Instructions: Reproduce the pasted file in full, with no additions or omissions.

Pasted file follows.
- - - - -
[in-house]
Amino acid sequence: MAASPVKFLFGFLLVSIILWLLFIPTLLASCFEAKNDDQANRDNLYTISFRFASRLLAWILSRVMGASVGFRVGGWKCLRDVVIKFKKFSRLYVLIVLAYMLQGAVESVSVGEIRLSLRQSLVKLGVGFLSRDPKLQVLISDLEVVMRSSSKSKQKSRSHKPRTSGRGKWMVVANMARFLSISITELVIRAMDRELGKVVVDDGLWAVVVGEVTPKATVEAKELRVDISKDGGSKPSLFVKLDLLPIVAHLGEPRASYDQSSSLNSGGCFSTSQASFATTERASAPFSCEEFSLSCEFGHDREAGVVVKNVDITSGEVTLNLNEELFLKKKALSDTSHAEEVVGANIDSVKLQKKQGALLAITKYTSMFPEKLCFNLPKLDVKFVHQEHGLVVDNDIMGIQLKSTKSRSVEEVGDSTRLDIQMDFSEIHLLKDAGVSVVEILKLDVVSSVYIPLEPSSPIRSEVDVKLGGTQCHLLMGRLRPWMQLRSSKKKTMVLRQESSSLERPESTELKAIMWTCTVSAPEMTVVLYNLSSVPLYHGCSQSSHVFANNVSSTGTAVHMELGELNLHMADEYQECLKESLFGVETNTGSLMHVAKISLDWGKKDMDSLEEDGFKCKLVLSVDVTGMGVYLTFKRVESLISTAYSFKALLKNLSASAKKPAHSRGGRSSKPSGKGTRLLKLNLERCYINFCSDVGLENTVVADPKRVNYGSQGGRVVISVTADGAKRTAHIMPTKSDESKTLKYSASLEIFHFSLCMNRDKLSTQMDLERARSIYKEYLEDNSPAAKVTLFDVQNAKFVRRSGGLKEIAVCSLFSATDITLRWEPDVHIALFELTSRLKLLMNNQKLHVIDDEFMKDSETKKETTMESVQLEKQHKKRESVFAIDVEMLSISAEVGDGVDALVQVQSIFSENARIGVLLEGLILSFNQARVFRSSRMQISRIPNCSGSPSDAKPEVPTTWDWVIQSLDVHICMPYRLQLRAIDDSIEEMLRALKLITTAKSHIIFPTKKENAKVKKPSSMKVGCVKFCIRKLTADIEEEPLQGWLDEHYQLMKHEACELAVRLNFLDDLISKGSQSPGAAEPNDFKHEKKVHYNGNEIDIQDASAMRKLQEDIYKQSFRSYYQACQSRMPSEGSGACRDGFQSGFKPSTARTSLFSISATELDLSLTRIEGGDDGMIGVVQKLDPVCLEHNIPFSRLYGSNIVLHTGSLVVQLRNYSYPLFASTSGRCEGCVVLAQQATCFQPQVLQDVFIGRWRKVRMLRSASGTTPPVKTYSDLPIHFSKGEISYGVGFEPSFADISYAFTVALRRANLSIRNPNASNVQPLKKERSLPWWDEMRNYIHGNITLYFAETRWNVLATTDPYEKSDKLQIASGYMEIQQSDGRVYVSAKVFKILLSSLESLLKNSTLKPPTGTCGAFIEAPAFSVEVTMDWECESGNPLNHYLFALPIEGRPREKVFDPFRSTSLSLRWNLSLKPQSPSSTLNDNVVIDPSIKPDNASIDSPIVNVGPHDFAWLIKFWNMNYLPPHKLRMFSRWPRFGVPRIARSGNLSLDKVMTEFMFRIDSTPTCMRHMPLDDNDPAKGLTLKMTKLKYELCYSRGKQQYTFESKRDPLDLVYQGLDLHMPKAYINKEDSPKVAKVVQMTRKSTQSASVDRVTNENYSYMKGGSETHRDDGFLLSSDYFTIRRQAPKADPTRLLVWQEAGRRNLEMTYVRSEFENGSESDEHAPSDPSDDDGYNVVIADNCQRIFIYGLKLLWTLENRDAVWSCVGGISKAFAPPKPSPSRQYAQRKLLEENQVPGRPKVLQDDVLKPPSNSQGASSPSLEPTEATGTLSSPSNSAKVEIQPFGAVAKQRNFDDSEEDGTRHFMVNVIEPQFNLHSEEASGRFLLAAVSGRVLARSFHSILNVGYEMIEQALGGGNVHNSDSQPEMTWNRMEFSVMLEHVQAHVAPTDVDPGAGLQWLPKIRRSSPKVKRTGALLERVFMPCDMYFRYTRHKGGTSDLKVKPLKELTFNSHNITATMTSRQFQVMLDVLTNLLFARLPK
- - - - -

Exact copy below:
[in-house]
Amino acid sequence: MAASPVKFLFGFLLVSIILWLLFIPTLLASCFEAKNDDQANRDNLYTISFRFASRLLAWILSRVMGASVGFRVGGWKCLRDVVIKFKKFSRLYVLIVLAYMLQGAVESVSVGEIRLSLRQSLVKLGVGFLSRDPKLQVLISDLEVVMRSSSKSKQKSRSHKPRTSGRGKWMVVANMARFLSISITELVIRAMDRELGKVVVDDGLWAVVVGEVTPKATVEAKELRVDISKDGGSKPSLFVKLDLLPIVAHLGEPRASYDQSSSLNSGGCFSTSQASFATTERASAPFSCEEFSLSCEFGHDREAGVVVKNVDITSGEVTLNLNEELFLKKKALSDTSHAEEVVGANIDSVKLQKKQGALLAITKYTSMFPEKLCFNLPKLDVKFVHQEHGLVVDNDIMGIQLKSTKSRSVEEVGDSTRLDIQMDFSEIHLLKDAGVSVVEILKLDVVSSVYIPLEPSSPIRSEVDVKLGGTQCHLLMGRLRPWMQLRSSKKKTMVLRQESSSLERPESTELKAIMWTCTVSAPEMTVVLYNLSSVPLYHGCSQSSHVFANNVSSTGTAVHMELGELNLHMADEYQECLKESLFGVETNTGSLMHVAKISLDWGKKDMDSLEEDGFKCKLVLSVDVTGMGVYLTFKRVESLISTAYSFKALLKNLSASAKKPAHSRGGRSSKPSGKGTRLLKLNLERCYINFCSDVGLENTVVADPKRVNYGSQGGRVVISVTADGAKRTAHIMPTKSDESKTLKYSASLEIFHFSLCMNRDKLSTQMDLERARSIYKEYLEDNSPAAKVTLFDVQNAKFVRRSGGLKEIAVCSLFSATDITLRWEPDVHIALFELTSRLKLLMNNQKLHVIDDEFMKDSETKKETTMESVQLEKQHKKRESVFAIDVEMLSISAEVGDGVDALVQVQSIFSENARIGVLLEGLILSFNQARVFRSSRMQISRIPNCSGSPSDAKPEVPTTWDWVIQSLDVHICMPYRLQLRAIDDSIEEMLRALKLITTAKSHIIFPTKKENAKVKKPSSMKVGCVKFCIRKLTADIEEEPLQGWLDEHYQLMKHEACELAVRLNFLDDLISKGSQSPGAAEPNDFKHEKKVHYNGNEIDIQDASAMRKLQEDIYKQSFRSYYQACQSRMPSEGSGACRDGFQSGFKPSTARTSLFSISATELDLSLTRIEGGDDGMIGVVQKLDPVCLEHNIPFSRLYGSNIVLHTGSLVVQLRNYSYPLFASTSGRCEGCVVLAQQATCFQPQVLQDVFIGRWRKVRMLRSASGTTPPVKTYSDLPIHFSKGEISYGVGFEPSFADISYAFTVALRRANLSIRNPNASNVQPLKKERSLPWWDEMRNYIHGNITLYFAETRWNVLATTDPYEKSDKLQIASGYMEIQQSDGRVYVSAKVFKILLSSLESLLKNSTLKPPTGTCGAFIEAPAFSVEVTMDWECESGNPLNHYLFALPIEGRPREKVFDPFRSTSLSLRWNLSLKPQSPSSTLNDNVVIDPSIKPDNASIDSPIVNVGPHDFAWLIKFWNMNYLPPHKLRMFSRWPRFGVPRIARSGNLSLDKVMTEFMFRIDSTPTCMRHMPLDDNDPAKGLTLKMTKLKYELCYSRGKQQYTFESKRDPLDLVYQGLDLHMPKAYINKEDSPKVAKVVQMTRKSTQSASVDRVTNENYSYMKGGSETHRDDGFLLSSDYFTIRRQAPKADPTRLLVWQEAGRRNLEMTYVRSEFENGSESDEHAPSDPSDDDGYNVVIADNCQRIFIYGLKLLWTLENRDAVWSCVGGISKAFAPPKPSPSRQYAQRKLLEENQVPGRPKVLQDDVLKPPSNSQGASSPSLEPTEATGTLSSPSNSAKVEIQPFGAVAKQRNFDDSEEDGTRHFMVNVIEPQFNLHSEEASGRFLLAAVSGRVLARSFHSILNVGYEMIEQALGGGNVHNSDSQPEMTWNRMEFSVMLEHVQAHVAPTDVDPGAGLQWLPKIRRSSPKVKRTGALLERVFMPCDMYFRYTRHKGGTSDLKVKPLKELTFNSHNITATMTSRQFQVMLDVLTNLLFARLPK